Power options for the Raspberry Pi
In this post I go over the best options to power a Raspberry Pi depending on your project needs and also some common issues such as under voltage.
Do I need charger for a Raspberry Pi?
To get the most out of your Raspberry Pi, a power supply rated at 5V/3A is the best option for a Raspberry Pi 4 while a power supply rated at 5V/2.5A is suitable for other versions . However, you can use just about any power supply that is 5V or less. If you are using an underpowered power supply you run the risk of under voltage.
To save yourself from headache and any weird issues you may encounter – I recommend getting the official power supply from Raspberry Pi. You can buy the Raspberry Pi 4 Power Supply @ Amazon and the Raspberry Pi 3 B+/Pi 3/Pi Zero W/Pi Zero/Pi 1/Pi 2 Power Supply @ Amazon
If you chose to use a power supply you already have, please read the label carefully. Look for output voltage and amps
For example, in the picture above you can see that the output is 5.1V/2500mA which is equivalent to 5.1V/2.5A. This charger would be perfect for powering any Raspberry Pi except for the Raspberry Pi 4.
One last point on power supplies. The Raspberry Pi 4 uses a USB-C input for power while all other versions use micro-USB.
What does under voltage detected mean on the Raspberry Pi?
This means that the Raspberry Pi is not getting enough power and performance will suffer. This will not damage the Raspberry Pi but it is recommended to get a power supply rated at 5V/3A (for the Raspberry Pi 4) or 5V/2,5A (for all other versions) to fix this issue.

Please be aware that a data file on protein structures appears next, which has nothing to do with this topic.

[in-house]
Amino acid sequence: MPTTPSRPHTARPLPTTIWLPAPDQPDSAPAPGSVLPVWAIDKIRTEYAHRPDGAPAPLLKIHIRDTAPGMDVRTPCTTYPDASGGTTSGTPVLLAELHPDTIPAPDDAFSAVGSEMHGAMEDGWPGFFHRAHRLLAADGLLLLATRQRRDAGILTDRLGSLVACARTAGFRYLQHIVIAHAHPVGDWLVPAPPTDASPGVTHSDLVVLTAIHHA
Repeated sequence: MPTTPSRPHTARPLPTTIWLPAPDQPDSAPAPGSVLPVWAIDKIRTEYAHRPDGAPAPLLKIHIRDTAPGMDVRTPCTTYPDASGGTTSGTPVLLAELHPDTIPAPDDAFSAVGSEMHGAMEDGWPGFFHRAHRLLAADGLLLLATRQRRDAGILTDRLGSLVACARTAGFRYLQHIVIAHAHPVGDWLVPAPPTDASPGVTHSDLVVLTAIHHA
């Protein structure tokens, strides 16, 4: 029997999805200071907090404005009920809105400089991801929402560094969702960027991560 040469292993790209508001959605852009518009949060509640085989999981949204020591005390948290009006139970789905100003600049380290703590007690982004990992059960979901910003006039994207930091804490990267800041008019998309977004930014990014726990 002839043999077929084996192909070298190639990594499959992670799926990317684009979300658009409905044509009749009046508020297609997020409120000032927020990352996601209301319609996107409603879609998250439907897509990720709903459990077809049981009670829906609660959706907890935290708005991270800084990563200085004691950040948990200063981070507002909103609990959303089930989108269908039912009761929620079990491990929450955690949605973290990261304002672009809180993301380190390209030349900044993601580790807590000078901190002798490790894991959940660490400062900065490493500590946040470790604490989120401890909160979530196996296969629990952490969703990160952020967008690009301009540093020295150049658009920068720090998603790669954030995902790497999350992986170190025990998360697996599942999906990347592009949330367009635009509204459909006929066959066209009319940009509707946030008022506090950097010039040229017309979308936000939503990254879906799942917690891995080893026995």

Under voltage can affect the performance of the Raspberry Pi. It can also cause issues with displays using HDMI, USB ouputs and the GPIO. If undervoltage is detected, the Raspberry Pi will print this to the terminal:
Or a message telling you that undervoltage is present will appear on the top right of the GUI if you are using a display.
How to power a Raspberry Pi with a battery
If you are looking to make your Raspberry Pi portable and power it with a battery, you could consider buying a USB power bank. If you are looking for something even more portable and sleek, the PiSugar is an excellent choice which includes a power switch and programmable user buttons. It comes in two sizes. One to fit a regular Raspberry Pi and another to fit the sleeker, smaller Raspberry Pi Zero.
Pictured below is a PiSugar designed for the Rapsberry Pi Zero. This is an excellent choice if you are looking to make your Raspberry Pi portable. This particular model features a micro-USB charging port, a power switch and a programmable push button. Its worth noting that the PiSugar does not block any of the GPIO pins from being used thanks to its clever pogo pin design. Other features include a RTC. This is my go to choice for portable projects.
The PiSugar is available to purchase on Amazon for both the Raspberry Pi and Raspberry Pi Zero:
Pisugar2 Portable 1200 mAh UPS Lithium Battery @ Amazon
Pisugar3 Plus Portable 5000 mAh UPS Lithium @ Amazon
Another option is the PiJuice by Pi-Supply pictured below.
The PiJuice is a HAT that sits on top of the Raspberry Pi. It provides full access to GPIO pins, but utilizes I2C for battery management and monitoring. Like the PiSugar it features a power switch and user programmable buttons. It also gives you the option to attach an external battery if the 1820mAh provided is not enough juice for you! The PiJuice also features a micro-USB port for charging.
Pi-Supply also make a PiJuice that fits the Raspberry Pi Zero. Both versions can be found on their website here.